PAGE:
The exciting first weekend of the New American Filmmakers (NAF) program at the Hawaii International Film Festival (HIFF) offered audiences an intriguing mix of features and shorts about life, love, friendship, and a celebrity octopus. The festival continues through October 22.
Viewers connected with the Mexican-American immigrant window washers in the elegant, eloquent short film Paraíso. Showcasing the dignity of their work, the film’s subjects spoke about the risks they take working abroad to make a better life for themselves and their families. Another “fish out of water” documentary about the international sensation and plausibility of a football picking oracle, The Life and Times of Paul the Psychic Octopus, was a charming story about the science of probabilities, the possibility of higher powers, and celebrity mania at its most outrageous. As with all of the immigrant-made films in NAF program, there is both humanity and humor.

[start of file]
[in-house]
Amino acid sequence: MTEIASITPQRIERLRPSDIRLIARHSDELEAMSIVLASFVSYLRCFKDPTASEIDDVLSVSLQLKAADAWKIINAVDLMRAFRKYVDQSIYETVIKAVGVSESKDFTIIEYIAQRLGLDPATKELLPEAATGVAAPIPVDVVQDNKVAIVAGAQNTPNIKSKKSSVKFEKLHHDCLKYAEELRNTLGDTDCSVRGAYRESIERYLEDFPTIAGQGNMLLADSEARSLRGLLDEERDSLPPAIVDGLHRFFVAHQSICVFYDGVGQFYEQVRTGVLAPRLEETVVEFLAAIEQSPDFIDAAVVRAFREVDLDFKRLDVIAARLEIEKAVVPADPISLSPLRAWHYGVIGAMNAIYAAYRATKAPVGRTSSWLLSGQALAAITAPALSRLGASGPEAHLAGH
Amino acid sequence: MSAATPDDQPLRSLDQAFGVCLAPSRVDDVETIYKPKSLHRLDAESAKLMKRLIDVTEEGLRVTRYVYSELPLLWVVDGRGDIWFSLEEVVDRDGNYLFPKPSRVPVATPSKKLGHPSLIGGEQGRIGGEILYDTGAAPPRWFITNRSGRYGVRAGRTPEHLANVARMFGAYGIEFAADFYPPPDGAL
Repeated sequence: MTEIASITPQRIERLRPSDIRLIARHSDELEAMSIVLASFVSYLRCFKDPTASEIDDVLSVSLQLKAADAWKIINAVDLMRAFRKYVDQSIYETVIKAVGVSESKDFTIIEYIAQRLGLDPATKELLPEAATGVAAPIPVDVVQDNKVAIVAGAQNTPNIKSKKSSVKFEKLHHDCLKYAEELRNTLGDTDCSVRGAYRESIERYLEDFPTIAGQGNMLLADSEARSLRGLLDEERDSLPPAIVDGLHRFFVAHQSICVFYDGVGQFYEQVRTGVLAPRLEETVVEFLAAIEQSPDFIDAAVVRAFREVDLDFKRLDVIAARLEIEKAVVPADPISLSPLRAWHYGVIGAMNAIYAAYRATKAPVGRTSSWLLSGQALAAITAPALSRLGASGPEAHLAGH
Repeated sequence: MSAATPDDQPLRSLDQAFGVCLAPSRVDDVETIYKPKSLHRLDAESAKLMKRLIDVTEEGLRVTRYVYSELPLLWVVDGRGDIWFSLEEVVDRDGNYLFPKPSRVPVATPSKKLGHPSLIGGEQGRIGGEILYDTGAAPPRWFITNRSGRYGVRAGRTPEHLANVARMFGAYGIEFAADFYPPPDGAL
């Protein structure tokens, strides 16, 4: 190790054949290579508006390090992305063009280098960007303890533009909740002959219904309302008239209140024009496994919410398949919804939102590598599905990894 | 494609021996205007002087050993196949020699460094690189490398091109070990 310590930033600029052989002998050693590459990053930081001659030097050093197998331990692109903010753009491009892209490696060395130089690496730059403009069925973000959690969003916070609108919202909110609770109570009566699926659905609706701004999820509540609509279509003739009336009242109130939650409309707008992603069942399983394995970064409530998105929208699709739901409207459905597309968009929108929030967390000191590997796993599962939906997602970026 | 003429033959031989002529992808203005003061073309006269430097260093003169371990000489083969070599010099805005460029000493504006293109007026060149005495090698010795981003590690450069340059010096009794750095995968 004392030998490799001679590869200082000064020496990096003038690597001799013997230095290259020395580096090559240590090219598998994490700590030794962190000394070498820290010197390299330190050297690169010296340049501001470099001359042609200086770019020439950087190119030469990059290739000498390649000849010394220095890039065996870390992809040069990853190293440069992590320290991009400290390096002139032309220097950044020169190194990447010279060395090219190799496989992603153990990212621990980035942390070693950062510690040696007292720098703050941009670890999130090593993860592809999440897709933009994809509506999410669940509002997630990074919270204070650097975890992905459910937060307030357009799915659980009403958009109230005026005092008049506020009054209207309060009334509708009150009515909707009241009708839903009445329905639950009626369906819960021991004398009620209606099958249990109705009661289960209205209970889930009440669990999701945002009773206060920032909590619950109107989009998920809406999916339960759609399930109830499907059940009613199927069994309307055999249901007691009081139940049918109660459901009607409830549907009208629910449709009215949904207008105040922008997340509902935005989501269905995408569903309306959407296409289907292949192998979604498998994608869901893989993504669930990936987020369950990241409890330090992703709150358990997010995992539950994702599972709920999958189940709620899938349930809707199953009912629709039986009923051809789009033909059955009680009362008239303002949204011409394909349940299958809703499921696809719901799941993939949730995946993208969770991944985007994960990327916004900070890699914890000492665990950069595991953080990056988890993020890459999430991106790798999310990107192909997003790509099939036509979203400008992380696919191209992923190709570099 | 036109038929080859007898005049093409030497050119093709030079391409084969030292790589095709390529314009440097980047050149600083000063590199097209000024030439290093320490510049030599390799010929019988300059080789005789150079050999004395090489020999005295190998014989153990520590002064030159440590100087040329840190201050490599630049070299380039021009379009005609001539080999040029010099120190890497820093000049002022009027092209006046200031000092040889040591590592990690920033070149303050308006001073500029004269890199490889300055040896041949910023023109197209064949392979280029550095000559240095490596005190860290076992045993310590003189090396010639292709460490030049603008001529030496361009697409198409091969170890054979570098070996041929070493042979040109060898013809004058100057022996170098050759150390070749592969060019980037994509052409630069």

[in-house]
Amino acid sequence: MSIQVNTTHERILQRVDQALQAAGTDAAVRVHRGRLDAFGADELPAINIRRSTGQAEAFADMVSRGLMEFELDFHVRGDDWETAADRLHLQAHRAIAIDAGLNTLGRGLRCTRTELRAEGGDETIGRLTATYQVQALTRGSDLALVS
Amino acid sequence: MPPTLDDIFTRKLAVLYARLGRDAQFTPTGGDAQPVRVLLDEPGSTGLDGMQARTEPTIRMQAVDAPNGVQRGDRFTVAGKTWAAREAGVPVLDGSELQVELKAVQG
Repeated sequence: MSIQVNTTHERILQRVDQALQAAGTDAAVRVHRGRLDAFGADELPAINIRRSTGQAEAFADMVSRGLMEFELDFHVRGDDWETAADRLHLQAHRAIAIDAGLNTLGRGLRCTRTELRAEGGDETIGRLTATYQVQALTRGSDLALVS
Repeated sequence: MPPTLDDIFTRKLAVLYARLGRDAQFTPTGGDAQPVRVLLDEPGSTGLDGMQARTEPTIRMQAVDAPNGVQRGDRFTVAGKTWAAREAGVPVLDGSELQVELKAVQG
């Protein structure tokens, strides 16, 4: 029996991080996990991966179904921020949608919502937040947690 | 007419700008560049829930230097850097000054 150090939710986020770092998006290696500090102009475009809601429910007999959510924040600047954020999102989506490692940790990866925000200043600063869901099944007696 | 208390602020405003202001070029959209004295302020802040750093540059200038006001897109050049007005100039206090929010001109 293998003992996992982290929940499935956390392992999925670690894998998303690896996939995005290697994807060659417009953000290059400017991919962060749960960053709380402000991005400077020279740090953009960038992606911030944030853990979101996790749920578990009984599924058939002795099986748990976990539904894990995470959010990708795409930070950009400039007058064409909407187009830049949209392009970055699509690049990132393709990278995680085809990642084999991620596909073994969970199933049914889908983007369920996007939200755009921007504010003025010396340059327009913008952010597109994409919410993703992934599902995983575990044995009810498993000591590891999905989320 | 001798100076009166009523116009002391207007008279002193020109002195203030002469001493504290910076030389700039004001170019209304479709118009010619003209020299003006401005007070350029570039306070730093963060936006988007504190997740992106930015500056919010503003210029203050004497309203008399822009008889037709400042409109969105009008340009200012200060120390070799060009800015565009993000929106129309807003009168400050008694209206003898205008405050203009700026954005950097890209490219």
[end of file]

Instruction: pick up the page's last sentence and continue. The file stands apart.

Valley of Saints is a feature-length romantic drama that follows the lives of two men, Gulzar and Afsal, as they attempt to flee political violence in Dal Lake, Kashmir. However, a military curfew delays their departure. When Gulzar meets Asifa, a beautiful scientist researching pollution at Dal Lake, a tender relationship soon develops. Valley of Saints is a visually stunning poetic film–a poignant look into the lives of local Kashmiris who struggle with political turmoil and environmental damage. But as this moving film shows, the characters all find love, home, and hope.
The film’s producer, Nicholas Bruckman, who was born in the United Kingdom, joined the Vilcek Foundation to talk about making the film. In addition, Valley of Saints director and screenwriter Musa Syeed also shares his connection with Dal Lake, Kashmir.
Coming next: Photos from the New American Filmmakers reception, Goh’s adventure to a local Hawaiian middle school, and more interviews with NAF filmmakers!